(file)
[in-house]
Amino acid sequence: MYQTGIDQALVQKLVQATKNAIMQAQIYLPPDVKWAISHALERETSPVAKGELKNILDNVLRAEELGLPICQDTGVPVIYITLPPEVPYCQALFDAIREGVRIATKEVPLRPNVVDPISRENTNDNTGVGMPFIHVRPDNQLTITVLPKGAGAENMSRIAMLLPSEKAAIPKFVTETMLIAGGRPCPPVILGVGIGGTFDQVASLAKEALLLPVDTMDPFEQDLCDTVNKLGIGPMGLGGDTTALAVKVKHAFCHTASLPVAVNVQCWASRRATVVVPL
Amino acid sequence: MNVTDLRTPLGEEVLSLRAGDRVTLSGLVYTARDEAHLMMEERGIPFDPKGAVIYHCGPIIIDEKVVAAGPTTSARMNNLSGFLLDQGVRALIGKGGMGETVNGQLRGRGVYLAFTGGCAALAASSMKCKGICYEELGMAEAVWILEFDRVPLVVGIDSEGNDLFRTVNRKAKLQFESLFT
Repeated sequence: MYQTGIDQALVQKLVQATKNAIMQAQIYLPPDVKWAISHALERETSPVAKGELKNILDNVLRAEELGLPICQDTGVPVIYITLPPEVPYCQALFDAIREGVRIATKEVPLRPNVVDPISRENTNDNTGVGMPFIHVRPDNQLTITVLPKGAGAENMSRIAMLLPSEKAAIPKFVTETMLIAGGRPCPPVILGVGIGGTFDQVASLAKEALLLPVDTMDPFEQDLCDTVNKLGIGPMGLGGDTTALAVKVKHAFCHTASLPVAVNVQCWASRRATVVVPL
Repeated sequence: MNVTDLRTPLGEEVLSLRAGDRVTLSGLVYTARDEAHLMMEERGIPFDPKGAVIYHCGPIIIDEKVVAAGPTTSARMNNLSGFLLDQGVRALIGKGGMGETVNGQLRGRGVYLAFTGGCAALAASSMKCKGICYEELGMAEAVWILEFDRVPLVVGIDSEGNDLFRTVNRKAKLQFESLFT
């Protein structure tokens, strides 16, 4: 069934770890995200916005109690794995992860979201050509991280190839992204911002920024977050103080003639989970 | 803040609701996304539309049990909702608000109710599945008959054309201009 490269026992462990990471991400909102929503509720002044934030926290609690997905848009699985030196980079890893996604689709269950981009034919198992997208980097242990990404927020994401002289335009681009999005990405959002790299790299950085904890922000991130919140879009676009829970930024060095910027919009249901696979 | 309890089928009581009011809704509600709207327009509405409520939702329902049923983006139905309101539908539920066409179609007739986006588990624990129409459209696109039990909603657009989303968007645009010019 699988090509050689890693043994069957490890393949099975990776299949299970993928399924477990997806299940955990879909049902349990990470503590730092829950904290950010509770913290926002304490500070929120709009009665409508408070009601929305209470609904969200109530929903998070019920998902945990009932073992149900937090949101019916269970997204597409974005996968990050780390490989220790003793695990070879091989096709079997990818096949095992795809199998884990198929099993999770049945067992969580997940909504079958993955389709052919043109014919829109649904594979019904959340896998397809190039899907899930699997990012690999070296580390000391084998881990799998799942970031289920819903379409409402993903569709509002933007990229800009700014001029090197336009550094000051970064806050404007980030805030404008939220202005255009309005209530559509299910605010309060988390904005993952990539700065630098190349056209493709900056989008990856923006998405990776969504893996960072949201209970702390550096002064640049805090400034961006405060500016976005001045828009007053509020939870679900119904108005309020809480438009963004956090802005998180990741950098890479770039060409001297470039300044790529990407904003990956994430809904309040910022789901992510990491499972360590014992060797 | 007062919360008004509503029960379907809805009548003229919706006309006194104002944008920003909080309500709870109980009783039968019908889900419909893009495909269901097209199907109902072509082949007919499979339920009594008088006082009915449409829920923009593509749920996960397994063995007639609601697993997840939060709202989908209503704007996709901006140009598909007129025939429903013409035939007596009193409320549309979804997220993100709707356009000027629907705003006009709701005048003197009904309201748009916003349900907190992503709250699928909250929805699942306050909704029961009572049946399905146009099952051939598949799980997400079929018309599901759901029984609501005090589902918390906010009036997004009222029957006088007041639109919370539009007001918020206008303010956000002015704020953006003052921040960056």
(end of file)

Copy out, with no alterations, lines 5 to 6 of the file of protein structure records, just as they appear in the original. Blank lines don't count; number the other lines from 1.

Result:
Repeated sequence: MNVTDLRTPLGEEVLSLRAGDRVTLSGLVYTARDEAHLMMEERGIPFDPKGAVIYHCGPIIIDEKVVAAGPTTSARMNNLSGFLLDQGVRALIGKGGMGETVNGQLRGRGVYLAFTGGCAALAASSMKCKGICYEELGMAEAVWILEFDRVPLVVGIDSEGNDLFRTVNRKAKLQFESLFT
């Protein structure tokens, strides 16, 4: 069934770890995200916005109690794995992860979201050509991280190839992204911002920024977050103080003639989970 | 803040609701996304539309049990909702608000109710599945008959054309201009 490269026992462990990471991400909102929503509720002044934030926290609690997905848009699985030196980079890893996604689709269950981009034919198992997208980097242990990404927020994401002289335009681009999005990405959002790299790299950085904890922000991130919140879009676009829970930024060095910027919009249901696979 | 309890089928009581009011809704509600709207327009509405409520939702329902049923983006139905309101539908539920066409179609007739986006588990624990129409459209696109039990909603657009989303968007645009010019 699988090509050689890693043994069957490890393949099975990776299949299970993928399924477990997806299940955990879909049902349990990470503590730092829950904290950010509770913290926002304490500070929120709009009665409508408070009601929305209470609904969200109530929903998070019920998902945990009932073992149900937090949101019916269970997204597409974005996968990050780390490989220790003793695990070879091989096709079997990818096949095992795809199998884990198929099993999770049945067992969580997940909504079958993955389709052919043109014919829109649904594979019904959340896998397809190039899907899930699997990012690999070296580390000391084998881990799998799942970031289920819903379409409402993903569709509002933007990229800009700014001029090197336009550094000051970064806050404007980030805030404008939220202005255009309005209530559509299910605010309060988390904005993952990539700065630098190349056209493709900056989008990856923006998405990776969504893996960072949201209970702390550096002064640049805090400034961006405060500016976005001045828009007053509020939870679900119904108005309020809480438009963004956090802005998180990741950098890479770039060409001297470039300044790529990407904003990956994430809904309040910022789901992510990491499972360590014992060797 | 007062919360008004509503029960379907809805009548003229919706006309006194104002944008920003909080309500709870109980009783039968019908889900419909893009495909269901097209199907109902072509082949007919499979339920009594008088006082009915449409829920923009593509749920996960397994063995007639609601697993997840939060709202989908209503704007996709901006140009598909007129025939429903013409035939007596009193409320549309979804997220993100709707356009000027629907705003006009709701005048003197009904309201748009916003349900907190992503709250699928909250929805699942306050909704029961009572049946399905146009099952051939598949799980997400079929018309599901759901029984609501005090589902918390906010009036997004009222029957006088007041639109919370539009007001918020206008303010956000002015704020953006003052921040960056």